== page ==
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Dog carcass found in fire pit in New Orleans City Park

8 months 2 weeks 6 days ago April 27, 2016 Apr 27, 2016 Wednesday, April 27 2016 April 27, 2016 2:18 PM in News
Source: WBRZ
Image: WWL-TV

NEW ORLEANS - A woman walking her dog in a remote part of New Orleans City Park stumbled upon the remains of a dog that appeared to have been thrown in a fire, according to the Louisiana Humane Society.

*WARNING* - Some descriptions of what was found may be disturbing to some readers.*

WWL-TV reports that earlier this month, the woman made the discovery of the carcass and the fire pit while on Scout Island in the park. The fire pit was close to a fishing dock that can be seen from nearby Diagonal Drive, a road that meets Harrison Avenue at a traffic circle.

"Next to the pit was an empty bag  labeled "Premium Cooking Wood." The dog's body was found in the middle of a fire pit that had been started with new 2 x 4 boards. The immediate area was surrounded by empty beer cans and a few candles.  The ashes were still warm when the fire pit was discovered," said a statement from the Humane Society.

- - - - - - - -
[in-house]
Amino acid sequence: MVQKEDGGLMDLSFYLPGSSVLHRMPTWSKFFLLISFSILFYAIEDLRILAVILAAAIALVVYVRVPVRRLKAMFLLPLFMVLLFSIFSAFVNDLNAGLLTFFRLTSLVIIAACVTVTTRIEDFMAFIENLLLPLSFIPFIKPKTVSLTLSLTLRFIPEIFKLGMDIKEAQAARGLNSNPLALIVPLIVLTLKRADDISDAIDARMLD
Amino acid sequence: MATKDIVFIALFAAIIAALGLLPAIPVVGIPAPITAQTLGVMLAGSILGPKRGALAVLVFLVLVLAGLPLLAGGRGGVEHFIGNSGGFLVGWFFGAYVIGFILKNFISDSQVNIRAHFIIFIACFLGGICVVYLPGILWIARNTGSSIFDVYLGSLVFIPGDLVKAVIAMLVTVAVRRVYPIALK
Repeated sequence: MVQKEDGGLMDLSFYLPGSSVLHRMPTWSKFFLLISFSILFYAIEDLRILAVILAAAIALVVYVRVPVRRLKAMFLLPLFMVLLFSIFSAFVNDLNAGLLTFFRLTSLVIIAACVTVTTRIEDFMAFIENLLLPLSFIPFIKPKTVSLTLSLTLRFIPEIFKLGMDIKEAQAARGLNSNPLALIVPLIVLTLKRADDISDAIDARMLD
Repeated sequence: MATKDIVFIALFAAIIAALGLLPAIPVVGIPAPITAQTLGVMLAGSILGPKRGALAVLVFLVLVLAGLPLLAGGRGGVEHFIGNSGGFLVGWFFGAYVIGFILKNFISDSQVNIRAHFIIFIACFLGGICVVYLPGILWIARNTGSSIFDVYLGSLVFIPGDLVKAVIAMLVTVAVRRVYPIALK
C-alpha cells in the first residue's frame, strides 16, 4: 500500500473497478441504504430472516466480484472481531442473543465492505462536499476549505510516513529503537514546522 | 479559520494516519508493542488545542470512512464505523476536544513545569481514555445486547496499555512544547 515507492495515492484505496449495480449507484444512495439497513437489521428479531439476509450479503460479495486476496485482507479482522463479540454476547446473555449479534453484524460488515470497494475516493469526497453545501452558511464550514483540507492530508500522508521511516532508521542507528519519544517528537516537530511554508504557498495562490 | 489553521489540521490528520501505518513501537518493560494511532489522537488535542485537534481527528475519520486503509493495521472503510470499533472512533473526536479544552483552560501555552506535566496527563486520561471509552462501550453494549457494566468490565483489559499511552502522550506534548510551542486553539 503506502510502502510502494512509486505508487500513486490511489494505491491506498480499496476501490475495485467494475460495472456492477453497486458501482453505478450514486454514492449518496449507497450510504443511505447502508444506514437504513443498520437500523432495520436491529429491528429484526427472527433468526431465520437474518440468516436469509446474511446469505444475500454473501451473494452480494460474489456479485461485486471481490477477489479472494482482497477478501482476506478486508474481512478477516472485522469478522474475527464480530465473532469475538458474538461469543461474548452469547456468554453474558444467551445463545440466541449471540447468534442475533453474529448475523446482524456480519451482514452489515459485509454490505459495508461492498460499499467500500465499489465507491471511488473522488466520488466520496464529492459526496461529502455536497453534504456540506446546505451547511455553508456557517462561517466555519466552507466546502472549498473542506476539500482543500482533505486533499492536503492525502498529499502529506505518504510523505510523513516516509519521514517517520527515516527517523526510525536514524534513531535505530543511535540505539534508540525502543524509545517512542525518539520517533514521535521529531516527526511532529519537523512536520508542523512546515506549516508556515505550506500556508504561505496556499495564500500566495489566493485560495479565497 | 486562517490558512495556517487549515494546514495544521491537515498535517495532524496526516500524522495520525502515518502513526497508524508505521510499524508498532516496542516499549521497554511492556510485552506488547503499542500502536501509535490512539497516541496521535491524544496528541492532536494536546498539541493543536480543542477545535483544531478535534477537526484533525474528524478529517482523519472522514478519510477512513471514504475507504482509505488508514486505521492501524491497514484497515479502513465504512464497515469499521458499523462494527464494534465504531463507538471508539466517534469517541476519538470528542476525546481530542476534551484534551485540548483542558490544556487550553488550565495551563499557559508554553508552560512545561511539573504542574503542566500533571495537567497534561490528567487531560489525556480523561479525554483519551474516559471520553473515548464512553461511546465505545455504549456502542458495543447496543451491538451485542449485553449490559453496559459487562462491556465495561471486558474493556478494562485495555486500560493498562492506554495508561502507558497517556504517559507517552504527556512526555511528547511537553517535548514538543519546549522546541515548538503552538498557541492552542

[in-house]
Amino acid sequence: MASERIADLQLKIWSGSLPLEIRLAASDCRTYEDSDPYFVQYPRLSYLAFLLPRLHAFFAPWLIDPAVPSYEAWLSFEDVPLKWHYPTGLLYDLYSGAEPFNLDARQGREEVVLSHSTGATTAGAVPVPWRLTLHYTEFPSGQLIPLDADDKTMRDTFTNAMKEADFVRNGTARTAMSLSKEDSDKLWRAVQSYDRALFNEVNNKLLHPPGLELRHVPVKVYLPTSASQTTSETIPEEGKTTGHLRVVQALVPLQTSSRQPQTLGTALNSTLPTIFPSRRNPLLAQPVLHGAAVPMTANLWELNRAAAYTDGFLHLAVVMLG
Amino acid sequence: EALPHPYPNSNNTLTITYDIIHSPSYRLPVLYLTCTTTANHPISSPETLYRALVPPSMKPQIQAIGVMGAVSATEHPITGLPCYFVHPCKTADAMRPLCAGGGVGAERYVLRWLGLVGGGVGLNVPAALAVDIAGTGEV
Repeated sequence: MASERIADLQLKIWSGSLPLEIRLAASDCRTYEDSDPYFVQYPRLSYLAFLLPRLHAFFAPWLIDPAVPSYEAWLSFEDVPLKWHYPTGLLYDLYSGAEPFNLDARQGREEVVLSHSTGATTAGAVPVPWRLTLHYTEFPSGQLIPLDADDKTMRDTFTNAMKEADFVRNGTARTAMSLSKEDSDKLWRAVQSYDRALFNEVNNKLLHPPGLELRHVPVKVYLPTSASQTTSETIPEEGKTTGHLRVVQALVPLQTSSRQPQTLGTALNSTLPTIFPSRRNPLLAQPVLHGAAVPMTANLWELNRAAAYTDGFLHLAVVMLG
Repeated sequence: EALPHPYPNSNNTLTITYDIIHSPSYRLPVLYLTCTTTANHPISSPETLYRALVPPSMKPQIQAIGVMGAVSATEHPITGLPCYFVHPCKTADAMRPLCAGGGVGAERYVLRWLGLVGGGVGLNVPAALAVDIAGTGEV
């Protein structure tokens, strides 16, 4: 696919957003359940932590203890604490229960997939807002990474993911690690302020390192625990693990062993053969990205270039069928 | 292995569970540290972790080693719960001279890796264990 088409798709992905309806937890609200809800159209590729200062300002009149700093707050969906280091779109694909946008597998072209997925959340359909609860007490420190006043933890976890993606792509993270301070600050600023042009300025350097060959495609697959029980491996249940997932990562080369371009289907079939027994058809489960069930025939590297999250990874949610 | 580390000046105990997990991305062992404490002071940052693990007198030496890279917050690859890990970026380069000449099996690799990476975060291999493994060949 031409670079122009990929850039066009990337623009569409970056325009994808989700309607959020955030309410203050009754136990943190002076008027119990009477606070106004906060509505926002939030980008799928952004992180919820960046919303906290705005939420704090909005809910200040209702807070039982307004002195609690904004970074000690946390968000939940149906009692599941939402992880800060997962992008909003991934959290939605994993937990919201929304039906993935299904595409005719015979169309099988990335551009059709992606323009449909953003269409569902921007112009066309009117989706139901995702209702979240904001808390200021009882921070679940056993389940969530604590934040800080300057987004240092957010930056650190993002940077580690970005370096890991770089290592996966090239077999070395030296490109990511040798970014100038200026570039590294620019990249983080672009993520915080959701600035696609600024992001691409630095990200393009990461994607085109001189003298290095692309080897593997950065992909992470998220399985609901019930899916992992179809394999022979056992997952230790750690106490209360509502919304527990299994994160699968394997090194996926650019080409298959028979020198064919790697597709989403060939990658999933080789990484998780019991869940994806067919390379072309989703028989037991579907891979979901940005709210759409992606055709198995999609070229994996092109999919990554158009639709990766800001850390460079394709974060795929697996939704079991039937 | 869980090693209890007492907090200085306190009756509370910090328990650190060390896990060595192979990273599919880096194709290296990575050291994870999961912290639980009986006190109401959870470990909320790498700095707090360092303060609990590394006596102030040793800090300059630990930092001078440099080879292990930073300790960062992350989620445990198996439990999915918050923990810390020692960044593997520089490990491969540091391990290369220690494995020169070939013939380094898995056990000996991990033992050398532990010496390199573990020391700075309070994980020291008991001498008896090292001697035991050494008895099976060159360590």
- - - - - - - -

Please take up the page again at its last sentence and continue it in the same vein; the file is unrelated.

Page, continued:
The Human Society says they took the dog’s body and later delivered it to the LSU Veterinary School Diagnostic Lab for testing and necropsy.

The results determined that the dog was “an adult intact male terrier-type, possibly a Jack Russell Terrier. The cranium was fractured in many places,” reports the Humane Society. The skull fractures may be from repeated blows from a blunt object or from the bursting of the skull from the heat of the fire. More tests have been ordered to attempt to determine the exact cause of the animal’s death and if the dog died before it was placed in the fire.

During the necropsy, veterinarians also found the nasal bone was broken along with the canine’s jaw. The lab also said “the dog had been pierced or speared in two places with an elongated object. First puncture wound appears linearly from the middle of the back into the abdominal cavity. The second puncture wound entered the base of the tail and extends through the gluteal muscles. However, it is unclear if the body produced these openings from the heat of the fire or occurred before.”

The Human Society says most of the animal’s body was charred by the fire.

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